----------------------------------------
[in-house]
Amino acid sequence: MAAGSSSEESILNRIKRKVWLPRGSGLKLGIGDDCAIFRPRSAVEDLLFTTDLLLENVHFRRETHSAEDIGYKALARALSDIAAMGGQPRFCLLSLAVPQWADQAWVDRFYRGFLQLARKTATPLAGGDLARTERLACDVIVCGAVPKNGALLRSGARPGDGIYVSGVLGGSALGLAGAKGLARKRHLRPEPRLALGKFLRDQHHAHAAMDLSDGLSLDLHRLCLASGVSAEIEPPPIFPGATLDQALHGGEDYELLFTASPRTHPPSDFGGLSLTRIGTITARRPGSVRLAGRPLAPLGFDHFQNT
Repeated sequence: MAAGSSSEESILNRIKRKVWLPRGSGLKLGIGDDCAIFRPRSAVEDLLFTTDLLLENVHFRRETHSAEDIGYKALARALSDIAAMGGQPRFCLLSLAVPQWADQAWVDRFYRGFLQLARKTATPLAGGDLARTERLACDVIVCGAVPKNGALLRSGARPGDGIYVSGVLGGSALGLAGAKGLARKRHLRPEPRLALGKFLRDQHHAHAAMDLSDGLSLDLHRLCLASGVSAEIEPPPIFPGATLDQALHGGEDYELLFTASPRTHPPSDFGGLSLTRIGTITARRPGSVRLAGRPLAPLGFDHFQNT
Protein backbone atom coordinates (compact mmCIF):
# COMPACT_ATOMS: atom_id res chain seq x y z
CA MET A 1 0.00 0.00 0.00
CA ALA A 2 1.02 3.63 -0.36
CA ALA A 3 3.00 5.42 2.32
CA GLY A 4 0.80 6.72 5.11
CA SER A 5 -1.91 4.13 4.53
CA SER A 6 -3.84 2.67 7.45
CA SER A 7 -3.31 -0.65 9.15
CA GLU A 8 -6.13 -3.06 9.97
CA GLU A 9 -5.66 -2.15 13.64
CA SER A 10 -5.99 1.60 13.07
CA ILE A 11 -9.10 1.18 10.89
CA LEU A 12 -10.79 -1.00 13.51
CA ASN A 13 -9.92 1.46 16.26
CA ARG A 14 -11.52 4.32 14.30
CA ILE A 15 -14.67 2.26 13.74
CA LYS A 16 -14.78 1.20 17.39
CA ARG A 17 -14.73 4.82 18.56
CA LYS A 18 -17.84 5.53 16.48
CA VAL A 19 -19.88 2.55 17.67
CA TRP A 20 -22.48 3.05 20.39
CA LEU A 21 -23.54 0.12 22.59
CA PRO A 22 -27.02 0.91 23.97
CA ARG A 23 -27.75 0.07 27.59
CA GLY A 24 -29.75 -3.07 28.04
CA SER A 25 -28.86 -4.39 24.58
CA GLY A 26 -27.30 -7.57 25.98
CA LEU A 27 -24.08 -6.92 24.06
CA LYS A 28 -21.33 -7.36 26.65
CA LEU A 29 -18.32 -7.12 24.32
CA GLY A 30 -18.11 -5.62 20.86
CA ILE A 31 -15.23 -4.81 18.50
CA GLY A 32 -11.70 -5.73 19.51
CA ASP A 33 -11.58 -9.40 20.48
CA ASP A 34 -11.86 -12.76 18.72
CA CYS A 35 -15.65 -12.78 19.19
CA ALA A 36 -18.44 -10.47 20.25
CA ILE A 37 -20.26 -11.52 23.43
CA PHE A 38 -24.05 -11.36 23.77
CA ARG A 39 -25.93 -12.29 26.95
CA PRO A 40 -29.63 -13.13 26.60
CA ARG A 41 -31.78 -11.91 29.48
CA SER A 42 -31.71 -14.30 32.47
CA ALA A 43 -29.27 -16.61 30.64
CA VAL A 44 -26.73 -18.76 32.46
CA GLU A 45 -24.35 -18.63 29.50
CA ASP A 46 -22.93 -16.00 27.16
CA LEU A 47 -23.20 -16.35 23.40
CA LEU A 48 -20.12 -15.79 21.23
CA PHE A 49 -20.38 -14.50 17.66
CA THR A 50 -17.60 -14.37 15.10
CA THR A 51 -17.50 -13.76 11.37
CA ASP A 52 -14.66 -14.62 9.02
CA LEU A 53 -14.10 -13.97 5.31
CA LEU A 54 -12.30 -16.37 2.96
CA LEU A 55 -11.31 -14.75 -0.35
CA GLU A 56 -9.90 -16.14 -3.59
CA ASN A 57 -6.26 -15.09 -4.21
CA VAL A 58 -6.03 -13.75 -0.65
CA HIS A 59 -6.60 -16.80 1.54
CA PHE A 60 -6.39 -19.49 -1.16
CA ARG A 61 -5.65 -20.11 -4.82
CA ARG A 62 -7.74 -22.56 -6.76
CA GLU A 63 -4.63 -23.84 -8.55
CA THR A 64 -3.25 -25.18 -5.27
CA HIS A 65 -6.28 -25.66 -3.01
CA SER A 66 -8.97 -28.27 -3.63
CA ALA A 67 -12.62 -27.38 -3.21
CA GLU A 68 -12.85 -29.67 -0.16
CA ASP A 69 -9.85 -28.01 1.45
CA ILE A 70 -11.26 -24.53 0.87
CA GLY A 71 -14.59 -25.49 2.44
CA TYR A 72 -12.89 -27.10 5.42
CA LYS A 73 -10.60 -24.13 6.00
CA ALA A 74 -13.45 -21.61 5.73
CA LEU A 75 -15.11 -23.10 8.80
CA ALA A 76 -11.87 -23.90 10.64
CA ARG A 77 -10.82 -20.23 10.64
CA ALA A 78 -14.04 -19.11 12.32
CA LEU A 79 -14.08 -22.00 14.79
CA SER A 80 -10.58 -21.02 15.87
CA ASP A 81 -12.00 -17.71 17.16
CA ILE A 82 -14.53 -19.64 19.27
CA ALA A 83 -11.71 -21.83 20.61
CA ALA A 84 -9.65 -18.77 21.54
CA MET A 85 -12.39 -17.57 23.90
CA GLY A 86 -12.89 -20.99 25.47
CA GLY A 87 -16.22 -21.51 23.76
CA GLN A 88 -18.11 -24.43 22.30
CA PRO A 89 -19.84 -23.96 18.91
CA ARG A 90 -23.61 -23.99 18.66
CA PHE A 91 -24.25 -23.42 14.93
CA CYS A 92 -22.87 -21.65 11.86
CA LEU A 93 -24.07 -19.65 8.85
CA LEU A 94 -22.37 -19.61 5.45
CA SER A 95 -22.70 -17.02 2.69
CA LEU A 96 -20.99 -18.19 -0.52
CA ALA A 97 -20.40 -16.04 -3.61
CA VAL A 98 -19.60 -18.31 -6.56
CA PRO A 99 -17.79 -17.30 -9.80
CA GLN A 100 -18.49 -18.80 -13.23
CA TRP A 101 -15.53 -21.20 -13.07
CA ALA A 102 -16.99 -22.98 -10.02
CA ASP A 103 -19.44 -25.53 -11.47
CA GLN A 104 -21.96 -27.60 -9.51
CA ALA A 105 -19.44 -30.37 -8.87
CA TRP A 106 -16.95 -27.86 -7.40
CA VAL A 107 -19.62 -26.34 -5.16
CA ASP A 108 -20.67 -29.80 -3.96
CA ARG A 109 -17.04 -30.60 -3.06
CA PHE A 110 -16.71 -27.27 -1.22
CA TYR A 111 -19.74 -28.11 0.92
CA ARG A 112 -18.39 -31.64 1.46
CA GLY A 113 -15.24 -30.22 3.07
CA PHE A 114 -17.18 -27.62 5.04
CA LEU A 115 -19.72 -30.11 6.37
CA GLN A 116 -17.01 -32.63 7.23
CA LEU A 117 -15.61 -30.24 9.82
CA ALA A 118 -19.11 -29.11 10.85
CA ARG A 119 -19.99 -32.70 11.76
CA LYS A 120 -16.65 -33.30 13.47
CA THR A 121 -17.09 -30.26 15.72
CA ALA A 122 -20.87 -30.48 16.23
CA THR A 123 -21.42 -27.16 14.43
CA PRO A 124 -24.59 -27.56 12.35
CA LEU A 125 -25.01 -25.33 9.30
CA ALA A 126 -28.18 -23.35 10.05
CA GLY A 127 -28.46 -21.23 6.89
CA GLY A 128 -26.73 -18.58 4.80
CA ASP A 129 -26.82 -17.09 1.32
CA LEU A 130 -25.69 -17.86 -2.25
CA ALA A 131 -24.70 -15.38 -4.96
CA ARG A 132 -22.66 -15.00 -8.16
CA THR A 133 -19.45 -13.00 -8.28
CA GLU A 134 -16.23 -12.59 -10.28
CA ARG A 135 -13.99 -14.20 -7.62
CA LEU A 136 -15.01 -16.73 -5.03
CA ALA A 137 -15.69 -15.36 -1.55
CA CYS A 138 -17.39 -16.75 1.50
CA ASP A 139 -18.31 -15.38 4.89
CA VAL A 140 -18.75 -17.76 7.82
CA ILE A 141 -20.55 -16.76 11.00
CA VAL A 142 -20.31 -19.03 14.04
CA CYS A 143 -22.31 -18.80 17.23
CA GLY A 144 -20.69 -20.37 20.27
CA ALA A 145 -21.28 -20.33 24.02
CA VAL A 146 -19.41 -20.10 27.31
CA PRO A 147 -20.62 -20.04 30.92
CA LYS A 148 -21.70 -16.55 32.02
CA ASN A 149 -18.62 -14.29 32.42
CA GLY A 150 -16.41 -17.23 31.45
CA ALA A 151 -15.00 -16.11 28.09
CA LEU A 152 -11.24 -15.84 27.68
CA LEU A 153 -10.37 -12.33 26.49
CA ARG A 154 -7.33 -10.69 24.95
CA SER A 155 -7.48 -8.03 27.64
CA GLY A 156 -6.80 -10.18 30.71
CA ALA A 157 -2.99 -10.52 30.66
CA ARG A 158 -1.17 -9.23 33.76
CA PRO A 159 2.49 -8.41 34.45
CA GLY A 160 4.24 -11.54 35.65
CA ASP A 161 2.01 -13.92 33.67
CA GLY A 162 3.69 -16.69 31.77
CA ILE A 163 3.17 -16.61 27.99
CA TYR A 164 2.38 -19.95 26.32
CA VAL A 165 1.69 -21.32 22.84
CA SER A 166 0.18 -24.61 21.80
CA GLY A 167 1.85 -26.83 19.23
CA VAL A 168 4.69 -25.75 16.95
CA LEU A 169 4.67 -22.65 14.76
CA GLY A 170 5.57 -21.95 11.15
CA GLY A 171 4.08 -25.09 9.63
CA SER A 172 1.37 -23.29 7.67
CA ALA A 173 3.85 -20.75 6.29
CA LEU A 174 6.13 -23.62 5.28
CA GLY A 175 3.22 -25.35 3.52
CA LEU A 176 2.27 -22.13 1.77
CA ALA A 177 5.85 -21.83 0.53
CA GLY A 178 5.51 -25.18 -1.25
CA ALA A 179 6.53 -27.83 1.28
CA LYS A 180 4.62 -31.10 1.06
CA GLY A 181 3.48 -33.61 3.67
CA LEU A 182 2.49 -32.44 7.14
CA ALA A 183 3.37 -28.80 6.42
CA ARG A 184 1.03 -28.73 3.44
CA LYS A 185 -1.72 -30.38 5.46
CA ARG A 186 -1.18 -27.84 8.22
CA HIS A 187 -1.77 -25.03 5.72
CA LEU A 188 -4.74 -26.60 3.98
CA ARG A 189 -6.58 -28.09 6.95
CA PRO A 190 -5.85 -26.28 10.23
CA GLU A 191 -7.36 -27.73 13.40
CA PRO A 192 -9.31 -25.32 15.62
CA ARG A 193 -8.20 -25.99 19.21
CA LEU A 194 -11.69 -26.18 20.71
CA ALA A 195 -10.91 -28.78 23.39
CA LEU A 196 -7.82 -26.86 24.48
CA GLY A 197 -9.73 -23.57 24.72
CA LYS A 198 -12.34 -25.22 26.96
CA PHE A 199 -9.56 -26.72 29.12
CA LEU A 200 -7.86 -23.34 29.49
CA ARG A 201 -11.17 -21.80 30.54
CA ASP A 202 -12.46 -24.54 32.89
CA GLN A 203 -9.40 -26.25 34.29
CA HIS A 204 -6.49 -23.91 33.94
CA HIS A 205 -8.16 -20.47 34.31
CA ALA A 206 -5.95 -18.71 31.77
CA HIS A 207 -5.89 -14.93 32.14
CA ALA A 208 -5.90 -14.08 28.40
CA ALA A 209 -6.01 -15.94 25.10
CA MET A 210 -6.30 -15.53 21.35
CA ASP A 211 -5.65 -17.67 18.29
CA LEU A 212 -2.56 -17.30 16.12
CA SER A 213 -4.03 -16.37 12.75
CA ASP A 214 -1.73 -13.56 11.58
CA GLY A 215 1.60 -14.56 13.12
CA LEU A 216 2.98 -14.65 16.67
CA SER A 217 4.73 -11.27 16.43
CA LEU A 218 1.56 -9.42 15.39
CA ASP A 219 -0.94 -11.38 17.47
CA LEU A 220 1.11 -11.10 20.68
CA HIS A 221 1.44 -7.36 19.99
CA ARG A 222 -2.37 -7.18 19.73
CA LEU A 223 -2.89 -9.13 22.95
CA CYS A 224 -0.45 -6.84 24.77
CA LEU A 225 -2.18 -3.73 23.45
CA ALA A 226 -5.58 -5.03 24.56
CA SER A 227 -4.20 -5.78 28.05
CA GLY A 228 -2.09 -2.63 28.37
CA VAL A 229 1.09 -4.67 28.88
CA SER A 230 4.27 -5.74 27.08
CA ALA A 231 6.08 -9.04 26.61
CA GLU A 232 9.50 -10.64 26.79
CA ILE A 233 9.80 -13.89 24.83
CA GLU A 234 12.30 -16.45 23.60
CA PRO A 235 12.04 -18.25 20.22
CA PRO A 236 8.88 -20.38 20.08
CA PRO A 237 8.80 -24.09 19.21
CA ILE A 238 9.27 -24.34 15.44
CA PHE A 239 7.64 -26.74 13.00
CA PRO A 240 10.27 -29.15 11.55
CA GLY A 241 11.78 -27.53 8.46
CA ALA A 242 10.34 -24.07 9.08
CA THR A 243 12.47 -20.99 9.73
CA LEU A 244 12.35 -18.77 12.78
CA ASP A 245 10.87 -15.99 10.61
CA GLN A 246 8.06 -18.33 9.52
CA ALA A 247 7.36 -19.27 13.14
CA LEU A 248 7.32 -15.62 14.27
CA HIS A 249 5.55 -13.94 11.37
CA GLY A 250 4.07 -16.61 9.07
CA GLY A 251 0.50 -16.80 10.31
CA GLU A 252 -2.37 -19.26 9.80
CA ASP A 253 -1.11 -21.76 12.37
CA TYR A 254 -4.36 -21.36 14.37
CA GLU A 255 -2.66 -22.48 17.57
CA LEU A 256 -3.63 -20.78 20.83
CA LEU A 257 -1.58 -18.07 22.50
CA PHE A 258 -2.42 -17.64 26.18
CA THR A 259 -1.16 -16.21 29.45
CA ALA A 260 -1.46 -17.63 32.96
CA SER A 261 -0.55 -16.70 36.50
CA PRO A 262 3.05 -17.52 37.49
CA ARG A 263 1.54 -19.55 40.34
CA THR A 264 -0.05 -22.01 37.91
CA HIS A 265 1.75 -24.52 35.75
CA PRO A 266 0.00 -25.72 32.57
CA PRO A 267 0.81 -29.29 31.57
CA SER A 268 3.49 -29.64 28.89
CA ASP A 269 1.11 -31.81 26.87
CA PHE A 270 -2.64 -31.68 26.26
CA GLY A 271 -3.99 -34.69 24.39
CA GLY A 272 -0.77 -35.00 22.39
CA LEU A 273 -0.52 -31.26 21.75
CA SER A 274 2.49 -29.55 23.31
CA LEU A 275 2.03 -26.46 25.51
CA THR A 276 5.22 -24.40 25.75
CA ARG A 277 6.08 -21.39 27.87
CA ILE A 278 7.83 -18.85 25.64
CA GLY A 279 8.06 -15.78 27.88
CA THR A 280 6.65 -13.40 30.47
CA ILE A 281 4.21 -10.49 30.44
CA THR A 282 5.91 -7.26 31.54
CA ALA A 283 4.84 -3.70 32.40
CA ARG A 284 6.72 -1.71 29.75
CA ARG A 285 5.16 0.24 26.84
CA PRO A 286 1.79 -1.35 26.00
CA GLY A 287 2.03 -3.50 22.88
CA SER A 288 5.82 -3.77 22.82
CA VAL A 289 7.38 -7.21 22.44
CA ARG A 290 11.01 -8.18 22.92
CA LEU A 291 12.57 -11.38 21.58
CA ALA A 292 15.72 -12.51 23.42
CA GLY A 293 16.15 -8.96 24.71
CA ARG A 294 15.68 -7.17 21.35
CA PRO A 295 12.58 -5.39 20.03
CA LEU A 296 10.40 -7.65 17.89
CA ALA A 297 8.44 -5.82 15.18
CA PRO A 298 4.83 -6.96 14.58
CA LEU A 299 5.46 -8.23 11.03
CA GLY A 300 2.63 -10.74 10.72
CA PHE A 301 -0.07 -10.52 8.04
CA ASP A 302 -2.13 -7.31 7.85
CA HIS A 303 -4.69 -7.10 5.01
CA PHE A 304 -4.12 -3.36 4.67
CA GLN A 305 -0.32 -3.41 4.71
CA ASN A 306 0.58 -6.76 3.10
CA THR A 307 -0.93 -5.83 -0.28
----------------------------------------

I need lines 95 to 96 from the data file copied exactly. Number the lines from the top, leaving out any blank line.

CA ARG A 90 -23.61 -23.99 18.66
CA PHE A 91 -24.25 -23.42 14.93